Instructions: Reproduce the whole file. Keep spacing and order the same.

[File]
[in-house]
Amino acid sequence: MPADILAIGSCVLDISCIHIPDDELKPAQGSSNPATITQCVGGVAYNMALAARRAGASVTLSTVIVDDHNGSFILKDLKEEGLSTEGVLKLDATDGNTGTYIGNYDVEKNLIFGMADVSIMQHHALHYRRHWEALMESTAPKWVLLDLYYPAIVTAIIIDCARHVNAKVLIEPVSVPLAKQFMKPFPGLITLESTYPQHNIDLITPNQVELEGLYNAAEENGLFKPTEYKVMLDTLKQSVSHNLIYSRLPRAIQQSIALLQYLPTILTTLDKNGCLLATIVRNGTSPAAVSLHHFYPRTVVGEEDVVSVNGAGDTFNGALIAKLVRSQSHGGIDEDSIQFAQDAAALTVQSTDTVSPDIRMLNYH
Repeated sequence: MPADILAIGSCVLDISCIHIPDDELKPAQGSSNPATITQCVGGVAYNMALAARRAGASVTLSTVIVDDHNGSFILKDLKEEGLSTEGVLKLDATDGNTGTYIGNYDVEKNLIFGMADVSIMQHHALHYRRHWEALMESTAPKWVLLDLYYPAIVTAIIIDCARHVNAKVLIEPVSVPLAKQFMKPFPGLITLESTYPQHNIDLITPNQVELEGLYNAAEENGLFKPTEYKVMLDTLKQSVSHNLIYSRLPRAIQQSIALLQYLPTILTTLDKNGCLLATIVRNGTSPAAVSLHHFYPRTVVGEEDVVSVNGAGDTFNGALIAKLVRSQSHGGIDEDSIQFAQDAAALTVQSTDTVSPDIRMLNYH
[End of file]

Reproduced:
[in-house]
Amino acid sequence: MPADILAIGSCVLDISCIHIPDDELKPAQGSSNPATITQCVGGVAYNMALAARRAGASVTLSTVIVDDHNGSFILKDLKEEGLSTEGVLKLDATDGNTGTYIGNYDVEKNLIFGMADVSIMQHHALHYRRHWEALMESTAPKWVLLDLYYPAIVTAIIIDCARHVNAKVLIEPVSVPLAKQFMKPFPGLITLESTYPQHNIDLITPNQVELEGLYNAAEENGLFKPTEYKVMLDTLKQSVSHNLIYSRLPRAIQQSIALLQYLPTILTTLDKNGCLLATIVRNGTSPAAVSLHHFYPRTVVGEEDVVSVNGAGDTFNGALIAKLVRSQSHGGIDEDSIQFAQDAAALTVQSTDTVSPDIRMLNYH
Repeated sequence: MPADILAIGSCVLDISCIHIPDDELKPAQGSSNPATITQCVGGVAYNMALAARRAGASVTLSTVIVDDHNGSFILKDLKEEGLSTEGVLKLDATDGNTGTYIGNYDVEKNLIFGMADVSIMQHHALHYRRHWEALMESTAPKWVLLDLYYPAIVTAIIIDCARHVNAKVLIEPVSVPLAKQFMKPFPGLITLESTYPQHNIDLITPNQVELEGLYNAAEENGLFKPTEYKVMLDTLKQSVSHNLIYSRLPRAIQQSIALLQYLPTILTTLDKNGCLLATIVRNGTSPAAVSLHHFYPRTVVGEEDVVSVNGAGDTFNGALIAKLVRSQSHGGIDEDSIQFAQDAAALTVQSTDTVSPDIRMLNYH